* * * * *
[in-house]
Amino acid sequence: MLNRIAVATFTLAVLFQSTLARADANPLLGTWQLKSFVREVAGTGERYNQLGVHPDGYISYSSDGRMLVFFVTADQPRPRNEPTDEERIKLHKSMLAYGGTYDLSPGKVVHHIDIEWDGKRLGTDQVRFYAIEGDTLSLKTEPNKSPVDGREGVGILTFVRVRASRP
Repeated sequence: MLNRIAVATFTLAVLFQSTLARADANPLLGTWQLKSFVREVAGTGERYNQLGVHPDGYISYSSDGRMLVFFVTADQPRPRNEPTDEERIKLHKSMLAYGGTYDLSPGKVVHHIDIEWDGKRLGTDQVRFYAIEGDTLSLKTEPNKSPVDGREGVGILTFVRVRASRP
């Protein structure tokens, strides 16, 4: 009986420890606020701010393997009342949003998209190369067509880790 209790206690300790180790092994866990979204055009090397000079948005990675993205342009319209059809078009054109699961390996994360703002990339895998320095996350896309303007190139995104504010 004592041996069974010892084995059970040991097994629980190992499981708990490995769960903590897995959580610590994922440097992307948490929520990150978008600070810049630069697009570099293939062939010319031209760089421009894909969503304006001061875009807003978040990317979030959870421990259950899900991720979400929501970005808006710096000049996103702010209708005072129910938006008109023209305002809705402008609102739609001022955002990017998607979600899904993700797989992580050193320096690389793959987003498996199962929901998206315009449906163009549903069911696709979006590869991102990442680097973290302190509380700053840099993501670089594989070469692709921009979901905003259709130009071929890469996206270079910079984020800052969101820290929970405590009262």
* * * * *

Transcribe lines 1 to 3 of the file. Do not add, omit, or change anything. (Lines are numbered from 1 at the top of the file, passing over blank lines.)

[in-house]
Amino acid sequence: MLNRIAVATFTLAVLFQSTLARADANPLLGTWQLKSFVREVAGTGERYNQLGVHPDGYISYSSDGRMLVFFVTADQPRPRNEPTDEERIKLHKSMLAYGGTYDLSPGKVVHHIDIEWDGKRLGTDQVRFYAIEGDTLSLKTEPNKSPVDGREGVGILTFVRVRASRP
Repeated sequence: MLNRIAVATFTLAVLFQSTLARADANPLLGTWQLKSFVREVAGTGERYNQLGVHPDGYISYSSDGRMLVFFVTADQPRPRNEPTDEERIKLHKSMLAYGGTYDLSPGKVVHHIDIEWDGKRLGTDQVRFYAIEGDTLSLKTEPNKSPVDGREGVGILTFVRVRASRP